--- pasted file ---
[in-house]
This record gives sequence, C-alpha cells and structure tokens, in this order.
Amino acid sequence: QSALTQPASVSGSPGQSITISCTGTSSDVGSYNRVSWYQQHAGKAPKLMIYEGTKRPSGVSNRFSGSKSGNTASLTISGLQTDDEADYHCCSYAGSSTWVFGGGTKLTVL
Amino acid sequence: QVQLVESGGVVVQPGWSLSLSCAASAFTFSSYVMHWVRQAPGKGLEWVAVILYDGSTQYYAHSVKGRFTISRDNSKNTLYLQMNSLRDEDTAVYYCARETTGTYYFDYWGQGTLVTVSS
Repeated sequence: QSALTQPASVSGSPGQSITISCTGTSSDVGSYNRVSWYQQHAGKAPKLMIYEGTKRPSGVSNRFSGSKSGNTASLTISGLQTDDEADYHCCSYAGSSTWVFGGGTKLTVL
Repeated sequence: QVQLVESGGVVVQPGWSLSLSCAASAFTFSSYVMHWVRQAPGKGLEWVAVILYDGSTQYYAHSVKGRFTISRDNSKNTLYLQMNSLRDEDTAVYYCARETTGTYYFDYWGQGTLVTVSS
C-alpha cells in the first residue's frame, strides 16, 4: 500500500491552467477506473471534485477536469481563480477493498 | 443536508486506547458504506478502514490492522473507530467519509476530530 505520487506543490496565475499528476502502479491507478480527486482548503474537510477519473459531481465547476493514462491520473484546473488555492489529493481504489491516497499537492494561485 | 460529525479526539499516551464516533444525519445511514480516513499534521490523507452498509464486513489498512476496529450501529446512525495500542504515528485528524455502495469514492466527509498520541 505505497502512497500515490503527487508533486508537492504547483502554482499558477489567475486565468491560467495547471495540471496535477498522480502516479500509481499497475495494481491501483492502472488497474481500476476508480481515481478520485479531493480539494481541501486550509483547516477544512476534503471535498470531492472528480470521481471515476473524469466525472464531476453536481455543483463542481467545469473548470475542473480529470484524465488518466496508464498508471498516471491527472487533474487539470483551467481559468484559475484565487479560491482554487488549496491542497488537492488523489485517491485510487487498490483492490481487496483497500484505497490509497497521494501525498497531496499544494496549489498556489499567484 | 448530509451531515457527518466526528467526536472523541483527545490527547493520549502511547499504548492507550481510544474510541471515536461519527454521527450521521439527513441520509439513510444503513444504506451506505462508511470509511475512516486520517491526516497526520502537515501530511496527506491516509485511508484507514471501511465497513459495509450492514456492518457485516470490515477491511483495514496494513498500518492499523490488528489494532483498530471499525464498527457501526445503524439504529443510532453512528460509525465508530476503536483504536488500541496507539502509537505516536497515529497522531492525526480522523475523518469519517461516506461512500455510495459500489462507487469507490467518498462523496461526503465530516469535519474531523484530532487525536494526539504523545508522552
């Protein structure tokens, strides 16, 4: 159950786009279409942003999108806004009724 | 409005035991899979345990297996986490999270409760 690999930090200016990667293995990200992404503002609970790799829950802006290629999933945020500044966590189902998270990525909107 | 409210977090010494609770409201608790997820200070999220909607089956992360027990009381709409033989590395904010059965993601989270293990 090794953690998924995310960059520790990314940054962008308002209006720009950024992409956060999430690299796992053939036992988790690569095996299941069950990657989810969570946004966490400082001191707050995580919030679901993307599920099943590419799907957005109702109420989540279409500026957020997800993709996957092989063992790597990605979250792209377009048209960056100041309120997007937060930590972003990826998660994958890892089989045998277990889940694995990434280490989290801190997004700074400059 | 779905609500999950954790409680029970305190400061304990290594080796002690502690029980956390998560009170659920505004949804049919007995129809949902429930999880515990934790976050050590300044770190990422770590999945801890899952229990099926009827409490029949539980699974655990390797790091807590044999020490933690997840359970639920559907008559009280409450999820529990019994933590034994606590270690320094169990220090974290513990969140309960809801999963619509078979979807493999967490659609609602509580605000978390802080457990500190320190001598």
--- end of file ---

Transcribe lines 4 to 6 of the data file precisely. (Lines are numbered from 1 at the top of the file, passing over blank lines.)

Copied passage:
Amino acid sequence: QVQLVESGGVVVQPGWSLSLSCAASAFTFSSYVMHWVRQAPGKGLEWVAVILYDGSTQYYAHSVKGRFTISRDNSKNTLYLQMNSLRDEDTAVYYCARETTGTYYFDYWGQGTLVTVSS
Repeated sequence: QSALTQPASVSGSPGQSITISCTGTSSDVGSYNRVSWYQQHAGKAPKLMIYEGTKRPSGVSNRFSGSKSGNTASLTISGLQTDDEADYHCCSYAGSSTWVFGGGTKLTVL
Repeated sequence: QVQLVESGGVVVQPGWSLSLSCAASAFTFSSYVMHWVRQAPGKGLEWVAVILYDGSTQYYAHSVKGRFTISRDNSKNTLYLQMNSLRDEDTAVYYCARETTGTYYFDYWGQGTLVTVSS